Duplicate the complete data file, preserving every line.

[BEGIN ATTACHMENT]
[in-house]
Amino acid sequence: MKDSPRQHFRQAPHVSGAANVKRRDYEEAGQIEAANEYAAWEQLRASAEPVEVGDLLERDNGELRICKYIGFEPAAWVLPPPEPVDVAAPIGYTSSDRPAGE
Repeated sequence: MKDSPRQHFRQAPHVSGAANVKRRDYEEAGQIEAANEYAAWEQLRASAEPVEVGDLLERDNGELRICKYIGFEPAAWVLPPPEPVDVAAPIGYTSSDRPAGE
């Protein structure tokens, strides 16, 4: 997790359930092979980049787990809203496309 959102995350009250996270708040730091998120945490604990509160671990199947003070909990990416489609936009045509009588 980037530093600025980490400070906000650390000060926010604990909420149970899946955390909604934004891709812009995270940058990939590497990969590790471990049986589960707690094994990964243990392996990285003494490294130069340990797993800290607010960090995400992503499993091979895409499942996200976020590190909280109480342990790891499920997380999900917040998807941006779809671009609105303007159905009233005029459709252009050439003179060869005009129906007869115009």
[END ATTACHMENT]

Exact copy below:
[in-house]
Amino acid sequence: MKDSPRQHFRQAPHVSGAANVKRRDYEEAGQIEAANEYAAWEQLRASAEPVEVGDLLERDNGELRICKYIGFEPAAWVLPPPEPVDVAAPIGYTSSDRPAGE
Repeated sequence: MKDSPRQHFRQAPHVSGAANVKRRDYEEAGQIEAANEYAAWEQLRASAEPVEVGDLLERDNGELRICKYIGFEPAAWVLPPPEPVDVAAPIGYTSSDRPAGE
């Protein structure tokens, strides 16, 4: 997790359930092979980049787990809203496309 959102995350009250996270708040730091998120945490604990509160671990199947003070909990990416489609936009045509009588 980037530093600025980490400070906000650390000060926010604990909420149970899946955390909604934004891709812009995270940058990939590497990969590790471990049986589960707690094994990964243990392996990285003494490294130069340990797993800290607010960090995400992503499993091979895409499942996200976020590190909280109480342990790891499920997380999900917040998807941006779809671009609105303007159905009233005029459709252009050439003179060869005009129906007869115009």